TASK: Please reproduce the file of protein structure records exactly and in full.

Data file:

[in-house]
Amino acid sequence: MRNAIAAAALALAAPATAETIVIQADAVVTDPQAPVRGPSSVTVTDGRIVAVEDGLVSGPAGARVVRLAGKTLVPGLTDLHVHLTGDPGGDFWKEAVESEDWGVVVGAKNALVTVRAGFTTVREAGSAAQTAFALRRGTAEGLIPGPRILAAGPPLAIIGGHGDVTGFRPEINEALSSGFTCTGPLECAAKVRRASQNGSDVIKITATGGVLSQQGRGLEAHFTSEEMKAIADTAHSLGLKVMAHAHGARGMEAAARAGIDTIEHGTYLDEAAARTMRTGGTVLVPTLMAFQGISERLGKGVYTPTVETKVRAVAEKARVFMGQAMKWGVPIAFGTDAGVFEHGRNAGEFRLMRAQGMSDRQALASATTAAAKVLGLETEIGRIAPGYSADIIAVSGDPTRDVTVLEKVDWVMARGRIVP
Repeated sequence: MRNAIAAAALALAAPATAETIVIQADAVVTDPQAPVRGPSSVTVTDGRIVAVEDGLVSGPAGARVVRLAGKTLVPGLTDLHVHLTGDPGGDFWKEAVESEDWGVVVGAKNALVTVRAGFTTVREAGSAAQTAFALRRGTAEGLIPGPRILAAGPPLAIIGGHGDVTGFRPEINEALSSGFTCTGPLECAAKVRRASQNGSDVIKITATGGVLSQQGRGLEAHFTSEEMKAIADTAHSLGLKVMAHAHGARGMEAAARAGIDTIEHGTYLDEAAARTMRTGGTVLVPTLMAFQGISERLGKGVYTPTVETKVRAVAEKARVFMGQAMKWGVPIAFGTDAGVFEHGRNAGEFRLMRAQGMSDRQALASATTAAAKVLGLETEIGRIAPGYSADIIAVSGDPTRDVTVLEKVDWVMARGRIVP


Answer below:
[in-house]
Amino acid sequence: MRNAIAAAALALAAPATAETIVIQADAVVTDPQAPVRGPSSVTVTDGRIVAVEDGLVSGPAGARVVRLAGKTLVPGLTDLHVHLTGDPGGDFWKEAVESEDWGVVVGAKNALVTVRAGFTTVREAGSAAQTAFALRRGTAEGLIPGPRILAAGPPLAIIGGHGDVTGFRPEINEALSSGFTCTGPLECAAKVRRASQNGSDVIKITATGGVLSQQGRGLEAHFTSEEMKAIADTAHSLGLKVMAHAHGARGMEAAARAGIDTIEHGTYLDEAAARTMRTGGTVLVPTLMAFQGISERLGKGVYTPTVETKVRAVAEKARVFMGQAMKWGVPIAFGTDAGVFEHGRNAGEFRLMRAQGMSDRQALASATTAAAKVLGLETEIGRIAPGYSADIIAVSGDPTRDVTVLEKVDWVMARGRIVP
Repeated sequence: MRNAIAAAALALAAPATAETIVIQADAVVTDPQAPVRGPSSVTVTDGRIVAVEDGLVSGPAGARVVRLAGKTLVPGLTDLHVHLTGDPGGDFWKEAVESEDWGVVVGAKNALVTVRAGFTTVREAGSAAQTAFALRRGTAEGLIPGPRILAAGPPLAIIGGHGDVTGFRPEINEALSSGFTCTGPLECAAKVRRASQNGSDVIKITATGGVLSQQGRGLEAHFTSEEMKAIADTAHSLGLKVMAHAHGARGMEAAARAGIDTIEHGTYLDEAAARTMRTGGTVLVPTLMAFQGISERLGKGVYTPTVETKVRAVAEKARVFMGQAMKWGVPIAFGTDAGVFEHGRNAGEFRLMRAQGMSDRQALASATTAAAKVLGLETEIGRIAPGYSADIIAVSGDPTRDVTVLEKVDWVMARGRIVP